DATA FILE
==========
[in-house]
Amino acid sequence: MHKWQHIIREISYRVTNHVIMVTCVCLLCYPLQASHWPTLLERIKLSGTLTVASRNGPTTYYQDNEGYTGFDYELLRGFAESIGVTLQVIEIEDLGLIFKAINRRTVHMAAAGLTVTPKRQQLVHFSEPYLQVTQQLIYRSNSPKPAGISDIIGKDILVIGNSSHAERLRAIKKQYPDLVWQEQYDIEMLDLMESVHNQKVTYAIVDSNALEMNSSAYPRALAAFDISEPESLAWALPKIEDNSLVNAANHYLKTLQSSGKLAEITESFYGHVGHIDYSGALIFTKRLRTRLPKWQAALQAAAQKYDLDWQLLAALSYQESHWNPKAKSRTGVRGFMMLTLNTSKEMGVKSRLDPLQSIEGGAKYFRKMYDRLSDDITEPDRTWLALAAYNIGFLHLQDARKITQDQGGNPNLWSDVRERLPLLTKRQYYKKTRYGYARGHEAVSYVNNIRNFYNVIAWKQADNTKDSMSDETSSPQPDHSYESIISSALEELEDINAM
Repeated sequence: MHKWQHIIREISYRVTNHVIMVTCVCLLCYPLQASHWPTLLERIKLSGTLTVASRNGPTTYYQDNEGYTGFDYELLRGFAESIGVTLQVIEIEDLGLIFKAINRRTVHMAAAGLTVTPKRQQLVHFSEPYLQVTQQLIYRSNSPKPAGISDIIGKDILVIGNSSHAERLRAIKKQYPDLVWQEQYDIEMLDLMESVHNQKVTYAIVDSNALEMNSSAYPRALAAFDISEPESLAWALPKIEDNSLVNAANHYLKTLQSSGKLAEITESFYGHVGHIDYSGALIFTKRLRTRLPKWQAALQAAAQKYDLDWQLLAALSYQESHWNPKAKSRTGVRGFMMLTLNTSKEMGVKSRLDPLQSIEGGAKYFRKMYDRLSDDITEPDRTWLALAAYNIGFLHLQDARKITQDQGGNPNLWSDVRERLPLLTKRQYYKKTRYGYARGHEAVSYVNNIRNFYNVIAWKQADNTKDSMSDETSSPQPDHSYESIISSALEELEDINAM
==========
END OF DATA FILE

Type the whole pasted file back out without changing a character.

[in-house]
Amino acid sequence: MHKWQHIIREISYRVTNHVIMVTCVCLLCYPLQASHWPTLLERIKLSGTLTVASRNGPTTYYQDNEGYTGFDYELLRGFAESIGVTLQVIEIEDLGLIFKAINRRTVHMAAAGLTVTPKRQQLVHFSEPYLQVTQQLIYRSNSPKPAGISDIIGKDILVIGNSSHAERLRAIKKQYPDLVWQEQYDIEMLDLMESVHNQKVTYAIVDSNALEMNSSAYPRALAAFDISEPESLAWALPKIEDNSLVNAANHYLKTLQSSGKLAEITESFYGHVGHIDYSGALIFTKRLRTRLPKWQAALQAAAQKYDLDWQLLAALSYQESHWNPKAKSRTGVRGFMMLTLNTSKEMGVKSRLDPLQSIEGGAKYFRKMYDRLSDDITEPDRTWLALAAYNIGFLHLQDARKITQDQGGNPNLWSDVRERLPLLTKRQYYKKTRYGYARGHEAVSYVNNIRNFYNVIAWKQADNTKDSMSDETSSPQPDHSYESIISSALEELEDINAM
Repeated sequence: MHKWQHIIREISYRVTNHVIMVTCVCLLCYPLQASHWPTLLERIKLSGTLTVASRNGPTTYYQDNEGYTGFDYELLRGFAESIGVTLQVIEIEDLGLIFKAINRRTVHMAAAGLTVTPKRQQLVHFSEPYLQVTQQLIYRSNSPKPAGISDIIGKDILVIGNSSHAERLRAIKKQYPDLVWQEQYDIEMLDLMESVHNQKVTYAIVDSNALEMNSSAYPRALAAFDISEPESLAWALPKIEDNSLVNAANHYLKTLQSSGKLAEITESFYGHVGHIDYSGALIFTKRLRTRLPKWQAALQAAAQKYDLDWQLLAALSYQESHWNPKAKSRTGVRGFMMLTLNTSKEMGVKSRLDPLQSIEGGAKYFRKMYDRLSDDITEPDRTWLALAAYNIGFLHLQDARKITQDQGGNPNLWSDVRERLPLLTKRQYYKKTRYGYARGHEAVSYVNNIRNFYNVIAWKQADNTKDSMSDETSSPQPDHSYESIISSALEELEDINAM